Medieval warrior monastic orders were set up to spread Christianity, but also to defend or take back territory in the face of Muslim conquest
Medieval warrior monastic orders were set up to spread Christianity, but also to defend or take back territory in the face of Muslim conquest. The best known such monastic orders were the Teutonic Knights, the Templars, and the Hospitalers. The Teutonic Knights arrived in the Carpathian basin as part of a Western expansion strategy for the eastern territories. Hungarian king Andrew II was attempting to fortify the Carpathian frontier, and to spread Catholic teachings to the north and the east. With austerity and a martial spirit, they converted to Catholicism migratory pagan peoples and members of Christian Orthodox communities in the attempt to rebuild the unity of the Christian church. The austerity of their spirit can be seen in their heraldic symbols: the white shield, the color of religious purity, with a black cross, symbol of war in defense of the faith. In 1211, the knights arrived in Transylvania and settled there, forming a mark for defense in the Carpathian bend and to the southeast of it, in what is now the county of Vrancea.
Academician Ioan Aurel Pop, professor of medieval history with the Babes-Bolyai University in Cluj, told us about the important contribution of the Teutonic knights to the local culture, long lasting in spite of their short presence:
“They built quite a lot, and testimony that we now have shows that they built at least one very important fortification, Cruceburg. They also built fortifications called back then 'ultra montes nivium', Latin for 'building over snowy mountains'. They expanded more than allowed by Hungarian king Andrew II, coming into conflict with his policy, which sought to use the knights in pursuit of local policies, rather than wider aims. The Holy See sought to create a state under papal authority, a sort of bridgehead. We have scarce data about the Teutonic Knights, because there were no local chancelleries, since Transylvania was just beginning to function as a voivodate within the Kingdom of Hungary. At the same time, south and east of the Carpathians, territories that were within the Knights' bailiwick, had no centralized states, therefore sources are few and far between, they are generally foreign sources, many of them written at a distance from the place where everything was happening.”
Papal documents from the time that the knights settled in Barsa Country show that at the time of their arrival the area was inhabited by a mixed population of Romanians, Slavs, and Pechenegs. The Teutonic Knights, as a militant missionary order, had to sustain themselves, and therefore they secured rights to exploit gold and silver mines in Transylvania. They were adept builders, and built all across Barsa Country many forts of wood and mud, such as Feldioara, the Black Fortress, and the Fortress of the Cross. They bolstered the local population of Romanians and Pechenegs with German peasants and craftsmen, which built up the settlements of Feldioara, Brasov, Codlea, Rasnov, and Prejmer. However, the Teutonic Knights soon came into competition with the Hungarian Crown, as they had papal support. After winning a few battles against the Cumans in southeast Transylvania, they occupied the latter's territories, placing them under papal authority, instead of that of the Hungarian throne. As a result, in 1225 the king of Hungary ousted the Teutonic Order from Barsa Country, and they headed upwards, to what is now northeastern Poland.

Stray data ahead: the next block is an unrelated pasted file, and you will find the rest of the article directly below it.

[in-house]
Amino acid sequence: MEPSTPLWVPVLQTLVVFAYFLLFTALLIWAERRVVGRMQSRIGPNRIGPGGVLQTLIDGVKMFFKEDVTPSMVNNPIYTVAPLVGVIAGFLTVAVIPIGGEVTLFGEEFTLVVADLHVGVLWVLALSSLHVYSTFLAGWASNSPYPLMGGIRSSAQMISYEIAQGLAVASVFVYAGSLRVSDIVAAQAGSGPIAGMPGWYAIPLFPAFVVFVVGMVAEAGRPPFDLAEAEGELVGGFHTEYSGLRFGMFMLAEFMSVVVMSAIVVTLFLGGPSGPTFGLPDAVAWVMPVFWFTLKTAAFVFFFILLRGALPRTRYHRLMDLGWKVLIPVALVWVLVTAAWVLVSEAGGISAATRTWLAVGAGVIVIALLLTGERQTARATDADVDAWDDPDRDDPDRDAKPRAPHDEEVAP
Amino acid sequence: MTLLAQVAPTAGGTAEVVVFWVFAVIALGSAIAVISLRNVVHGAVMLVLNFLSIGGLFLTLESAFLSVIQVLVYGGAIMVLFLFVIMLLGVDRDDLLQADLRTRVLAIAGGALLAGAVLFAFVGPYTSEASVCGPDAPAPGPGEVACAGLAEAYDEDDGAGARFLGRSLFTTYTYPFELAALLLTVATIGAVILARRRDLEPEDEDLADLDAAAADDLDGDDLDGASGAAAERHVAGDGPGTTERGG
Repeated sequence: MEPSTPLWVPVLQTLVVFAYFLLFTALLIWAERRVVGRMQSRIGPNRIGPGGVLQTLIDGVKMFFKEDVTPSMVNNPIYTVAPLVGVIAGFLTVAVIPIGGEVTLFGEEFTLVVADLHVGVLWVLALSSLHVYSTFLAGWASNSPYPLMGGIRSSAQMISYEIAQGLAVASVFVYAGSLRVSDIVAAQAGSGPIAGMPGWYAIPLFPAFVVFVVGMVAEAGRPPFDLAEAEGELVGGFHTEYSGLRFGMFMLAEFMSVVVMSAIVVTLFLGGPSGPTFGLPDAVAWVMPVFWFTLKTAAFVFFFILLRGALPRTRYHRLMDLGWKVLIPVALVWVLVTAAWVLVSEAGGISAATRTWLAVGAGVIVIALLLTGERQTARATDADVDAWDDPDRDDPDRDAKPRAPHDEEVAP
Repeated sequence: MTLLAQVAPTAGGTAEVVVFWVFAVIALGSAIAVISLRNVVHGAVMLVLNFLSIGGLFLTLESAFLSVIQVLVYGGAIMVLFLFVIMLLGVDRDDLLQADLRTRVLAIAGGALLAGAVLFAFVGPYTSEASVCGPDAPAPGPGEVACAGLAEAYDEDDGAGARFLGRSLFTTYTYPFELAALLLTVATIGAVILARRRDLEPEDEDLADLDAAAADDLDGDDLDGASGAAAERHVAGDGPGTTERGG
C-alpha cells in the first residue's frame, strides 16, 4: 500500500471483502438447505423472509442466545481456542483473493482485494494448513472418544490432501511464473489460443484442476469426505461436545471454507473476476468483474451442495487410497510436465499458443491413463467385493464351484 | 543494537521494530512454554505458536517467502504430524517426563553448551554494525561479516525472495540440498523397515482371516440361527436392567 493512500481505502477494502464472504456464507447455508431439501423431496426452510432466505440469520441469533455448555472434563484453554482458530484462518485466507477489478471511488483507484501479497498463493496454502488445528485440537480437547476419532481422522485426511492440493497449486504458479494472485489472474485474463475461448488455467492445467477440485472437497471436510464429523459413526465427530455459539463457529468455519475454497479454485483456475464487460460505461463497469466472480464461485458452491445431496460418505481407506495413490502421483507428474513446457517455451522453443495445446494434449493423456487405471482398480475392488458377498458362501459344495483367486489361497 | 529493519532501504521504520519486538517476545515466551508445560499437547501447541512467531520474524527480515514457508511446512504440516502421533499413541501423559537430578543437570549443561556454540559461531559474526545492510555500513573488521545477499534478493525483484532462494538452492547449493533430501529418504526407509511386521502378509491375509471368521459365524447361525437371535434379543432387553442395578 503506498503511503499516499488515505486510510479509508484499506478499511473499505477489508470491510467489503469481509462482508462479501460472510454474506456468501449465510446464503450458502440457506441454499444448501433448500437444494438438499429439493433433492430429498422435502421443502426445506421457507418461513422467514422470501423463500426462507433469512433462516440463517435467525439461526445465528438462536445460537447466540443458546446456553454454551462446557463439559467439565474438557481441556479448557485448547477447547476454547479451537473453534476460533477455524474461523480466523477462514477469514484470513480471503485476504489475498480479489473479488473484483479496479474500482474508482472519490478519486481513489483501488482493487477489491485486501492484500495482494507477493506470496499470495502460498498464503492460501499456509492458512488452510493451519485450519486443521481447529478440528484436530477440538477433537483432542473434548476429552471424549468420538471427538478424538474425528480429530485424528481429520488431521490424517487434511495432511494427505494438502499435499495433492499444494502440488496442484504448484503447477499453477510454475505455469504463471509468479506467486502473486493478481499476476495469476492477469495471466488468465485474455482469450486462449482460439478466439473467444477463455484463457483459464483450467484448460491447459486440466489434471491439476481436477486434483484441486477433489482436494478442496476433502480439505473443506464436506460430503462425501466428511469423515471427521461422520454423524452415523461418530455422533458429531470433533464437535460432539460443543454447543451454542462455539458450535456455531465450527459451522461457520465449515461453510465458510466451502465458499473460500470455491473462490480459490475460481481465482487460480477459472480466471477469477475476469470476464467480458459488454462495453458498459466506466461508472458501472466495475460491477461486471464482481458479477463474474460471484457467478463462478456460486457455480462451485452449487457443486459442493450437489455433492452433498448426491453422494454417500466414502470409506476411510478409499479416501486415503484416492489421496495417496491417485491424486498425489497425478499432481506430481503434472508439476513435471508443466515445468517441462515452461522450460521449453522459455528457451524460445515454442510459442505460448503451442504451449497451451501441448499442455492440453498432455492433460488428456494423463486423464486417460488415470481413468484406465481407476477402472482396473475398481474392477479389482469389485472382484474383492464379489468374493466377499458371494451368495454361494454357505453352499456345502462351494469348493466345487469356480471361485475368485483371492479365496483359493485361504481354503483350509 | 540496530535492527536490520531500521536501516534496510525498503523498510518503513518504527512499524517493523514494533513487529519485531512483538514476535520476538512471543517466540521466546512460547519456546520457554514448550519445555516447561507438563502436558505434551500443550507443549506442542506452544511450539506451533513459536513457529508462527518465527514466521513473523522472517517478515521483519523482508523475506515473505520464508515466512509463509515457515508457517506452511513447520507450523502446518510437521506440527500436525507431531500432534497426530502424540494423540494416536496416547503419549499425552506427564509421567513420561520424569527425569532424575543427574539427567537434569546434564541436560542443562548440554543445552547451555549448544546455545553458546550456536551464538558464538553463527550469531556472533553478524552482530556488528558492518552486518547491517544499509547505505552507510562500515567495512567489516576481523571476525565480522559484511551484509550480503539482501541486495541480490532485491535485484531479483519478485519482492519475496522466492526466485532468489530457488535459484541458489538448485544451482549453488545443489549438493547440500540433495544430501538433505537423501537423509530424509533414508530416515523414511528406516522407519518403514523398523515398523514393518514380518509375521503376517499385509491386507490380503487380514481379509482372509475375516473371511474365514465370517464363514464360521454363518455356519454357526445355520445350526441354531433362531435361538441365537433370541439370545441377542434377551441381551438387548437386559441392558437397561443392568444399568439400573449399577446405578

Belonging to such an elite was not easy. We asked Ioan Aurel Pop to tell us what kind of conditions one had to meet as a member of the order:
“You had to be a monk, which meant accepting the conditions of monastic living, with chastity and prayer, and at the same time you had to be a warrior. Military monastic orders had as their vocation fighting for the faith sword in hand, spreading it in battle. Most members were noblemen's sons, members of an elite that put themselves in the service of Christianity, serving these higher ideals which at that time were among the highest moral and religious aspirations, tied to expanding the reach of Christianity. Medieval man could not conceive of a life outside the Church and the faith, having an unbridled dedication to religious life. That is the reason why in the Middle Ages excommunication was fatal, it could dismantle an entire society. The people who dedicated their life to the Church were monks, but warrior monks had to have additional qualities, physical strength, determination, resolution, observing strictly a very special hierarchy.”
Monastic orders of the Middle Ages had an ethnic component as well, which Ioan Aurel Pop believes were at the root of future national identities, which was the case for the Teutonic Knights:
“There was a national component to the Teutonic Order, which was formed principally of Germanic people, while the Templar Order was made up mostly of French people. The conflict that sealed their fate is famous, the conflict with Philip the Fair of France. These orders had an ethnic element, which eventually became national, because gradually, as they went from the Middle Ages into the Renaissance, they put themselves in the service of the Holy Roman Empire, fighting against the Poles, who were also Catholic.”
After their departure from Transylvania, the Teutonic Knights crossed paths with Romanians once again. In 1410, Moldavian ruler Alexander the Good, sent an army corps to join the Polish-Lithuanian forces against the Knights in the Battle of Grunwald.